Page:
Launch of Episode 1 of True Frames (Pilot) 4


 

This first episode builds off of frame we credit to Tupac Shakur – and examines the Purpose of the Education we need. In the breakdown, Sabrina Stevens, Francisco Guajardo, and Albert Sykes examine how schools have acted as both liberating and assimilating forces and the need to advance a “for agenda” based on what we want now, starting with the frame of “Relevance to Life”.

 

4 Comments on Launch of Episode 1 of True Frames (Pilot)

Eileen McDargh said : Guest Report 12 months ago

My initial thought is that it's a "start". I would want to know exactly what.how would you change the educational frame. I need examples: Not this/ but this. I cn see true vignettes where students talk about how a teacher, a course, whatever opened them up to THEIR world. Agree that demographics is a weak reason. Go to Newport Beach and the demographic is very different from East Chicago. Our political discourse right now would segregate and leave behind many people. HOW do we start schools looking at this when so-called "leaders" create the exact opposite of understanding individual "self". Will send on to my daughter in a school district as well as my brother who is a professor.

  • I am not an educator per se but it certainly goes into my philosophy that we can't keep educating the same way as we did 150 years ago
Don Berg said : Guest Report one year ago

I appreciate that you are taking on the framing challenge. Your frames are variations on themes that I am working on as well. I have several interesting frames for education that are related to ones you mentioned: Consider that the ultimate challenge in education is similar to the change from miasma theory to germ theory in medicine. There is an intuitively obvious story about the cause of education that is currently dominant in the same way that the miasma theory was a suite of intuitively obvious ideas that turned out to be wrong about the causes of disease up until the 19th century. We now have the components of a scientifically accurate theory about the cause of education, but the dominant way of thinking is entrenched and will not change until certain conditions for that kind of social change are in place. My Story of School video presents a perspective on education that challenges the viewer to think beyond industrialization. Consider that there is a deeper cultural story that preceded and informed how industrialization was brought to bear in education. And more important consider that there is an even deeper cultural story that can help us move forward. If I am correct about the kind of change that is necessary, then it would be helpful to examine how such changes have happened in the past. And I mean looking beyond the various rights movements to think in larger terms about paradigms (in the sense that Thomas Kuhn meant for science). For instance, creating a grassroots movement is the right idea for a certain moment in the change process, but what might be signs that indicate this is the right time? There might be other actions that can be taken to better set the stage for a grassroots outreach process. Also, on a more specific note: I suggest that the frames you work with be tested in a scientifically relevant way. You are probably familiar with the work of Frameworks and hopefully you recognize the importance of proper message testing. A less than scientific approach is prone to a variety of biases that make it almost inevitable that the resulting information will be far from optimal and would probably result in wasted effort.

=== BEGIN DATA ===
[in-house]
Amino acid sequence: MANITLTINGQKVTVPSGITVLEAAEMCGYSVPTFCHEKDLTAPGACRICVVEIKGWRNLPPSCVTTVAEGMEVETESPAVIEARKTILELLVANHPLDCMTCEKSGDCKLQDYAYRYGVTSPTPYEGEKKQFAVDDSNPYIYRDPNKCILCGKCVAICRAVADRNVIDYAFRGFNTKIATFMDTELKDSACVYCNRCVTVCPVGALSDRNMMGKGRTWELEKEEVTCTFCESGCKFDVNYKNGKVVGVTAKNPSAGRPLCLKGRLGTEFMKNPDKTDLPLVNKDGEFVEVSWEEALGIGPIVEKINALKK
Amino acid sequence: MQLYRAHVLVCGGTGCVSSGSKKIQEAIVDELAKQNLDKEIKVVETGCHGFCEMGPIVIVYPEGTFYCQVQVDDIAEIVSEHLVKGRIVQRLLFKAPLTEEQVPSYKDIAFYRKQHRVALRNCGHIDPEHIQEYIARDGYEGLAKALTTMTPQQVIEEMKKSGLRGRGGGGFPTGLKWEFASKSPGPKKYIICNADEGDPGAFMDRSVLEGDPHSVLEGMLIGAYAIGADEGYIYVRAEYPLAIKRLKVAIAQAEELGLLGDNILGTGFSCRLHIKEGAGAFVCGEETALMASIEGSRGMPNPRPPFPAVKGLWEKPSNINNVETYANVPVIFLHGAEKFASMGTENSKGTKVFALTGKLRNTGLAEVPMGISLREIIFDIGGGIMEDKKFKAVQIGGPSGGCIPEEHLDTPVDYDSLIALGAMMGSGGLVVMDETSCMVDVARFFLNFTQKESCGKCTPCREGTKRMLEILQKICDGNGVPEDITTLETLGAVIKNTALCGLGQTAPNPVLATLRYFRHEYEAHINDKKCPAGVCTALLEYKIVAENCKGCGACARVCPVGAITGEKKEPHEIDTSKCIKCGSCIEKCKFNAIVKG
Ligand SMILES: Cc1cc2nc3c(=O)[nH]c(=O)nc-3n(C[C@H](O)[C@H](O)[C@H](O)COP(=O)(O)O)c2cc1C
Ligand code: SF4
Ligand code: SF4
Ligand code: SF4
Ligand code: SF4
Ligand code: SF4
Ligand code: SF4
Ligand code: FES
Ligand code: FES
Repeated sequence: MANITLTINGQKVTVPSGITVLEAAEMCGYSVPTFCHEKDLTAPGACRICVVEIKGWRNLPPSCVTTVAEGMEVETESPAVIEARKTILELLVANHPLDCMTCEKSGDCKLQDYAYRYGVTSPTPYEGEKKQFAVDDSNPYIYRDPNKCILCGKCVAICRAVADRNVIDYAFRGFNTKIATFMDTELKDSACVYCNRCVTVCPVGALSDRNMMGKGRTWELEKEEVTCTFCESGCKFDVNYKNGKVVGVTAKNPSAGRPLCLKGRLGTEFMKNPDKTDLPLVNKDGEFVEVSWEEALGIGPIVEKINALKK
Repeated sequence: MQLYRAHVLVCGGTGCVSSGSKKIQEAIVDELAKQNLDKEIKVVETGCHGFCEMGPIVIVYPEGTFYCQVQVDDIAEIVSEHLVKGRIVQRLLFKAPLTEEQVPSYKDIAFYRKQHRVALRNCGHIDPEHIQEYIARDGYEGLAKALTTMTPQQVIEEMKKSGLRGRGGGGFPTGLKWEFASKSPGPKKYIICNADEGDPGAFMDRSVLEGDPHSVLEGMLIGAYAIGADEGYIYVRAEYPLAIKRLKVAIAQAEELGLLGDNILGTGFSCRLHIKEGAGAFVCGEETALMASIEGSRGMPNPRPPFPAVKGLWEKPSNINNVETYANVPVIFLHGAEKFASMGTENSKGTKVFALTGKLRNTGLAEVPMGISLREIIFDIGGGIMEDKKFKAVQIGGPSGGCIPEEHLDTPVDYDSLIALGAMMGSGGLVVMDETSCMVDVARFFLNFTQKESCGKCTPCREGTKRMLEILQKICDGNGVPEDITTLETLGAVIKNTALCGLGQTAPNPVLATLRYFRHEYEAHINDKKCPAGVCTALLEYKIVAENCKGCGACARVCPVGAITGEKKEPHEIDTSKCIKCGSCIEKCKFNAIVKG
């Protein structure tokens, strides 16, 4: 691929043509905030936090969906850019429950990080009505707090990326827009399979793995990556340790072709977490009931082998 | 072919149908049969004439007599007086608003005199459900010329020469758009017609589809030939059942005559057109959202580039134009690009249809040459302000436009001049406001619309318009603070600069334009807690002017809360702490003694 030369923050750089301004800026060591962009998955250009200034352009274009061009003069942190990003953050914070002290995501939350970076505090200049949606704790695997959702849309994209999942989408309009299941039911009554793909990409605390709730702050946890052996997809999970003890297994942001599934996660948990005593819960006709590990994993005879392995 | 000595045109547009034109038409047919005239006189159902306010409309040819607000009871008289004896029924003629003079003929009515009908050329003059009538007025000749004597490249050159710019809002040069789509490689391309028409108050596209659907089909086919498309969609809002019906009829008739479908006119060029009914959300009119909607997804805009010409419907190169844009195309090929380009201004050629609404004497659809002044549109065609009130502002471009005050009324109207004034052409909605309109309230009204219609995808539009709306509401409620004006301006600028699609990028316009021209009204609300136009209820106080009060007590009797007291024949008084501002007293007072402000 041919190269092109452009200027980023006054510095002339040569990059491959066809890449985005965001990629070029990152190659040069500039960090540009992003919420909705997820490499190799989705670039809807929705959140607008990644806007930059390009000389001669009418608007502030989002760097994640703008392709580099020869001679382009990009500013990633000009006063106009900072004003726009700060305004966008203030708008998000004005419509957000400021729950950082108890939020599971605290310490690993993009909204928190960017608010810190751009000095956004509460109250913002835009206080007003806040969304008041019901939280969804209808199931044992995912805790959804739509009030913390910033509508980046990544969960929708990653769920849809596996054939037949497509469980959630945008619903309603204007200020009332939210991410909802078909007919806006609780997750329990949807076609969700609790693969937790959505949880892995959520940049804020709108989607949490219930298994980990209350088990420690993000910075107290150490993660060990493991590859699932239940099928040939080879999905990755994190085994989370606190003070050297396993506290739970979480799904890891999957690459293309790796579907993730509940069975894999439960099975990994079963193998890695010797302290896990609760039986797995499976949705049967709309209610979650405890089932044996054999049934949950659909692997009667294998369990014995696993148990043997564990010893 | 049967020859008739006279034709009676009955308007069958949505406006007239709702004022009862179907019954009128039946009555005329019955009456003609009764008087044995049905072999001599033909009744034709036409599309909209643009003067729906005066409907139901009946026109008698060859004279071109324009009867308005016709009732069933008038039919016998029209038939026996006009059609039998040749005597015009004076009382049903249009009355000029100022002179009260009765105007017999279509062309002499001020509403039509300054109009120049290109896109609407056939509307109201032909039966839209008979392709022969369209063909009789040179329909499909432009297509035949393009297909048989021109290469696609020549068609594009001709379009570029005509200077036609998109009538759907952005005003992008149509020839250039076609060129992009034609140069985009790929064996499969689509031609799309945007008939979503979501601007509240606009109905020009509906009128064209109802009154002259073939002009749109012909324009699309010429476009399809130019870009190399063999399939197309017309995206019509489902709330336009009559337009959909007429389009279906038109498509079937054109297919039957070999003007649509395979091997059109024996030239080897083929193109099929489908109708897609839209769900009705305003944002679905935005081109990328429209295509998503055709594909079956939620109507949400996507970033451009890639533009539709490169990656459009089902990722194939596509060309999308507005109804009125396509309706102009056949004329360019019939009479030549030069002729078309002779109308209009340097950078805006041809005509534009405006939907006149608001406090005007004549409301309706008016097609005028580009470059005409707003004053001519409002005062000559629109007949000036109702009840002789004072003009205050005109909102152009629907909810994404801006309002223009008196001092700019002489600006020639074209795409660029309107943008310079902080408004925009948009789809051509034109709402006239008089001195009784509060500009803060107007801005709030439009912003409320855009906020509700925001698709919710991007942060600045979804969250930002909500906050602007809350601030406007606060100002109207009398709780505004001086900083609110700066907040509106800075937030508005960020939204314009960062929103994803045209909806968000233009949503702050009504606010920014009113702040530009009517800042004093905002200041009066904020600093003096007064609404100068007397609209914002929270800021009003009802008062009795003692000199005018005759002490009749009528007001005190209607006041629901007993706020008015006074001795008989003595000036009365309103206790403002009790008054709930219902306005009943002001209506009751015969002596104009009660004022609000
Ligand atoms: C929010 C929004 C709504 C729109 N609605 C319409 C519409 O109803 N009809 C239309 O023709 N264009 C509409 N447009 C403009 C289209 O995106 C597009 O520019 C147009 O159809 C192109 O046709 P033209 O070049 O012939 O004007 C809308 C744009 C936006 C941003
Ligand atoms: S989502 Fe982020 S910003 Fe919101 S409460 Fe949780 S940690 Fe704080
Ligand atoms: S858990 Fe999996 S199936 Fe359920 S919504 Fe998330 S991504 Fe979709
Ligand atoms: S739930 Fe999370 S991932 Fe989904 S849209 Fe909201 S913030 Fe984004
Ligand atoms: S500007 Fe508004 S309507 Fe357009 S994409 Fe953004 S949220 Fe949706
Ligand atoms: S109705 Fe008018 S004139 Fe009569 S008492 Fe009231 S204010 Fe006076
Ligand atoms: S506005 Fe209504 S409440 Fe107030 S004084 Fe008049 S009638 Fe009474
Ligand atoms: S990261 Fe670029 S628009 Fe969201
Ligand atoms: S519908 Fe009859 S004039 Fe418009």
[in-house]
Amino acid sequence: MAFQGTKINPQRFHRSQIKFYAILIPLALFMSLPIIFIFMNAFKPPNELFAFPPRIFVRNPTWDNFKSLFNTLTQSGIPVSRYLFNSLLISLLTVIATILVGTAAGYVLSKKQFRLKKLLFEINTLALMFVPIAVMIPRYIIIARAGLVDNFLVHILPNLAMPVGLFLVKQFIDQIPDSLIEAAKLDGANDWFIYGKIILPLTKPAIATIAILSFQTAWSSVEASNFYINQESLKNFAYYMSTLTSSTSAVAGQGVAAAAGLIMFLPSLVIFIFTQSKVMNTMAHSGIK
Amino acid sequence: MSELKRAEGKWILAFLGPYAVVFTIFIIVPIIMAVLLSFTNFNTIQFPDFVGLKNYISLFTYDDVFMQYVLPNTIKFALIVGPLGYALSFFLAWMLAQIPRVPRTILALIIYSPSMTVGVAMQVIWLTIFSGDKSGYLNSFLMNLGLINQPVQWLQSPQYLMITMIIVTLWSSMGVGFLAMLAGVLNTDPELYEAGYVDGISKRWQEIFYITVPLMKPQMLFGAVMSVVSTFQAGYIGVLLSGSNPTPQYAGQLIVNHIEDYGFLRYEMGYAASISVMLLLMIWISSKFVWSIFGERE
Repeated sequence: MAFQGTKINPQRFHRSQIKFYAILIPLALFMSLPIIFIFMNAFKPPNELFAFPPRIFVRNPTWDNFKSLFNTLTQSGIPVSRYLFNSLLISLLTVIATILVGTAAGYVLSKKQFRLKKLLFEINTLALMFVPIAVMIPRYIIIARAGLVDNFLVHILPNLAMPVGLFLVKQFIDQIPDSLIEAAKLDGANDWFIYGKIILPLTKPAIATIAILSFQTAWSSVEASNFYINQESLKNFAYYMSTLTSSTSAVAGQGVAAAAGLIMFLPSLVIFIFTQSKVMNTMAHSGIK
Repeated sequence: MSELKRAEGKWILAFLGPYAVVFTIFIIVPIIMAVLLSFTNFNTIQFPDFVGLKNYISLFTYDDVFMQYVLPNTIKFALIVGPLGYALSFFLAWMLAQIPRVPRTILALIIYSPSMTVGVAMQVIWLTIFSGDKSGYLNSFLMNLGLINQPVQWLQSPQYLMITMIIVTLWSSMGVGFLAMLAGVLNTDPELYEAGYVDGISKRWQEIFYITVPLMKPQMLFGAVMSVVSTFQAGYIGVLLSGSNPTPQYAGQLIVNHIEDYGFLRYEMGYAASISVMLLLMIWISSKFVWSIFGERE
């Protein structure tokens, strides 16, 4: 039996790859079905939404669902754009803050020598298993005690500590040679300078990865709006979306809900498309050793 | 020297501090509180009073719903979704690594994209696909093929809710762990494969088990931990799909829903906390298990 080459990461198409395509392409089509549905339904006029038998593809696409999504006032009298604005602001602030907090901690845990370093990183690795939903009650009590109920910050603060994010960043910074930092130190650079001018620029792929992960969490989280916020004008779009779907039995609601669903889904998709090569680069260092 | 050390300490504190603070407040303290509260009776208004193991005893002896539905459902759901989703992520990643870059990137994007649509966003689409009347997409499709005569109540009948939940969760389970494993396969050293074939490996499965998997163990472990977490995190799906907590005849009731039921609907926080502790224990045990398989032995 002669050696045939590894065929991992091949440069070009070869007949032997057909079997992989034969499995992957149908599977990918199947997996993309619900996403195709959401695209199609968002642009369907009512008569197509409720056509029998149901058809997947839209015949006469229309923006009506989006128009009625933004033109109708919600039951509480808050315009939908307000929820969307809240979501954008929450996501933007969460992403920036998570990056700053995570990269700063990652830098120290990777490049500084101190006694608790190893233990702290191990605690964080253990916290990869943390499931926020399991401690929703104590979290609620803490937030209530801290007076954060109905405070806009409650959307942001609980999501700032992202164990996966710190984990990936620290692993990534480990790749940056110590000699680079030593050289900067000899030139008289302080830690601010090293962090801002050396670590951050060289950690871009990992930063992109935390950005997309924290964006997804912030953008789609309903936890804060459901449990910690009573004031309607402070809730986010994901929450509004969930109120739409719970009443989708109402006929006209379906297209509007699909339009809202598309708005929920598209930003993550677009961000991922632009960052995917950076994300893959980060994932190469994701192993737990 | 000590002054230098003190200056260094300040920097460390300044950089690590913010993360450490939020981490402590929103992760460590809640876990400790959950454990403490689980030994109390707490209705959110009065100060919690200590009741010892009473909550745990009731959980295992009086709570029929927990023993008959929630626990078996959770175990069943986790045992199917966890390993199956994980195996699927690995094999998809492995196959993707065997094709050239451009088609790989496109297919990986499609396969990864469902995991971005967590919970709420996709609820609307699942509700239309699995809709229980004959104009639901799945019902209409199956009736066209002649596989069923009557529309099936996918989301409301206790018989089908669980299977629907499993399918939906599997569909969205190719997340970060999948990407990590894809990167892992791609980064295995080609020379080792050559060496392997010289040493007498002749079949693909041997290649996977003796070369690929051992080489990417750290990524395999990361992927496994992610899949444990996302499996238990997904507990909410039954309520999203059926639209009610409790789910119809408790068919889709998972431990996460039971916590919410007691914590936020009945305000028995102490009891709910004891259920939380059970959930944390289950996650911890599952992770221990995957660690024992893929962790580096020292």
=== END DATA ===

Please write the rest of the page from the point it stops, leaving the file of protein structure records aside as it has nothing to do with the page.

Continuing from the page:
• If you can get frame work funded and completed in a rigorous manner then my work would largely adopt your frames.
Eric Toshalis said : Guest Report one year ago

So good! I am S U P E R psyched about this and can’t wait to hear more about it! The video and website made my mind spin with ideas and connections. Some initial thoughts about why I think it’s rad: 1) True Frames takes the long view. Sheesh, do we need that. 2) It recognizes that politics, policy, and politicians tend to respond to the prevailing winds, so changing the winds will change them and get things moving in the liberating and equity-enhancing directions they need to go. Meta in its approach, but mindful of realities in the system—wicked smaht. 3) It finds and uses powerful orienting metaphors to start to change the narrative terrain on which our decisions about schools are made. By shaping the discourse and framing the questions the answers will land where we need them to be. Genius. 4) It promises to activate citizens using the language of possibility, the power of critique, and necessary occasional tangible outcomes we all need to sustain the energy for the long haul. Motivating people to show up, stay focused, and apply effort amid so many competing distractions and agendas is HUGE, I think, and this seems to have the right tone and hope. Love it! 5) The project is rooted in impacted communities where the voices, experiences, and expertise of families and students (can and should) form the foundation for the work carried out by researchers, practitioners, policymakers, and funders. That makes it responsive, authentic, and accountable which means it offers a powerful alternative to the “validity” and “reliability” and “generalizability” on which too many of us (mostly researchers) fixate. This is such awesome reframing here that will help it gain some serious traction to push back against the colonizing, assimilative agendas and the institutions that default to such modes. Bring it! 6) And it focuses on kids, not as “future resources,” but as fully human people, right here, right now. Essential.